It’s really all about perspective. I concentrated on focusing past the rain droplets that beaded off the now fogging up visor of my helmet, well aware that the narrow smooth cobblestone streets under me were slippery.
It occurred to me yesterday in the rain, while on a motorbike in the medieval city of Toledo, that perhaps my recent concerns about contracting Ebola while travelling had been a bit overblown.
There were more immediate dangers at hand that could, and had to be managed. I laughed at my hypocrisy.
When I left Washington, DC, it was suffering from an epidemic of fear; the media had created a pervasive sense of public alarm that could be felt in the airport.
Looking around on my flight out, it seemed that almost everyone was pocketing hand sanitiser and secretly hoping they would not be seated next to a person who had recently been to affected West African countries.
I will admit that I was relieved to learn that my neighbour from the flight was from the Congo and not Liberia.
Now it seems the epidemic has followed me to Spain, where I have been training this week with pound-for-pound, probably the fast swimmer ever and my good friend, Spanish champion Javier Noriega, who has returned to the sport.
It has become evident that he has returned for all the right reasons after a break that allowed for a journey of self-discovery.
This has also been a very convenient opportunity between flights to sharpen up before heading to Cyprus next week for a warm-up competition, on the way to compete in Beijing, Tokyo and Singapore for the Asian legs of the Fina World Cup.
There are few things more invigorating than a fresh perspective on things.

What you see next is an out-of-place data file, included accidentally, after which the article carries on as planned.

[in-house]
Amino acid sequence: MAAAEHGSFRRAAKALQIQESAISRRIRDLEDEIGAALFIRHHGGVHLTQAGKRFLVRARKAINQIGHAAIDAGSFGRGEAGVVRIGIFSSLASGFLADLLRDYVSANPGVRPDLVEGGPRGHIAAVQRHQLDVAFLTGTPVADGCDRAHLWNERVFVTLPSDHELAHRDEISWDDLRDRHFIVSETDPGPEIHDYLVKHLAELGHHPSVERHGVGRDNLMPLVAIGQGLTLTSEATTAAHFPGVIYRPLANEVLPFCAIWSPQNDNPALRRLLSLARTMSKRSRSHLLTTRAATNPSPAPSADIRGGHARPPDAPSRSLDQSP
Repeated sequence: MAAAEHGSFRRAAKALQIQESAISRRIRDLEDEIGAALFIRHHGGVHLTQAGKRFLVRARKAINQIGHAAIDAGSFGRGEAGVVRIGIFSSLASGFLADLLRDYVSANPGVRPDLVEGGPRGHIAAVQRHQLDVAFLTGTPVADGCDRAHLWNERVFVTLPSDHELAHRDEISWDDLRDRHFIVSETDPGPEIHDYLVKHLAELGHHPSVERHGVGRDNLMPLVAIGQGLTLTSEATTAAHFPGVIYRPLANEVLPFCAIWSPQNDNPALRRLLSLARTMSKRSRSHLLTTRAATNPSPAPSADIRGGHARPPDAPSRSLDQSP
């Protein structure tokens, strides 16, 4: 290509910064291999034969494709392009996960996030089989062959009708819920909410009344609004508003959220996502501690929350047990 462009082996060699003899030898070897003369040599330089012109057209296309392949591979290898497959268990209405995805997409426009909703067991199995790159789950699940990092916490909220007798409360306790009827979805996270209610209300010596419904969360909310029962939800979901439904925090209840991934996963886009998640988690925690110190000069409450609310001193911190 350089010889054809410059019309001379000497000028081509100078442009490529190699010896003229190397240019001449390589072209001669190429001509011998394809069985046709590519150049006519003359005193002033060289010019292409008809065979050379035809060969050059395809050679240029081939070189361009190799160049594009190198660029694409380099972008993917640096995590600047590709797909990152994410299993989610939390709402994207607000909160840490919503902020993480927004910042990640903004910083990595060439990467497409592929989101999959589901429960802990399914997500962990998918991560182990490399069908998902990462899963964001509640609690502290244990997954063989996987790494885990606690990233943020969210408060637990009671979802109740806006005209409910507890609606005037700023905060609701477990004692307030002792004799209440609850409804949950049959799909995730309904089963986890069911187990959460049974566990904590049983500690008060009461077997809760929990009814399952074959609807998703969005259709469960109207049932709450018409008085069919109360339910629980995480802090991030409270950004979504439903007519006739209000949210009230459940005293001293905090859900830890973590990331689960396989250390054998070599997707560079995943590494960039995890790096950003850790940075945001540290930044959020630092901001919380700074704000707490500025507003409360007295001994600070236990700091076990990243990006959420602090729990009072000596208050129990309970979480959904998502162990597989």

The insight and deep understanding based upon actual experience that are gained from visiting and training with another experienced professional is priceless.
Don’t ever let yourself be fooled, there really are so many right ways to do things that it can be confusing. All too often, perhaps through confirmation bias we get bogged down and locked into operating within the confines of our own prejudices and opinions.
I was again reminded of this recently and withheld quick judgment of my friend’s vegan diet, despite the heavy demands placed on it by his intense training.
It seems to be obviously working for him.
They say coaching is as much of an art as it is a science, but few great artists share the same style.
It would seem that true intelligent coaching is the holistic combination of the left-brained intellectual method of scientific formulas with the innovative right-brained creative and intuitive approach. I believe that this holistic approach should be applied to measures of intelligence as well.
In this camp, we both take ownership of our swimming and essentially coach ourselves while providing intuitive feedback. First-hand experience of what does and doesn’t work forms the foundation of this week-long programme.
For very experienced athletes in their 30s, who else can better understand the unique subjective needs better than the athlete themselves?
Our training has focused on speed and explosiveness, hypoxic training, and aerobic fitness, with constant attention paid to the technical aspects of swimming. With two sessions per day, one in the gym and another at the pool, the time has flown by. Despite the intense workload, my intention was to make some strength and mobility gains that would carry over into increased explosiveness and power as I begin to transition into the constant racing phase that will take me to the end of the season, six competitions later at the beginning of December at the World Championships in Qatar.
Just as the season is beginning to change in these northern latitudes and all of nature adapts in order to survive, I too must adapt if I am to thrive. The challenge will be to embrace this holistic approach in racing, as I have learnt to in training; building upon the tried-and-true “if this, then that” approach to innovate and experiment under pressure with what feels intuitively feels faster, pushing the limits of the sport in the process.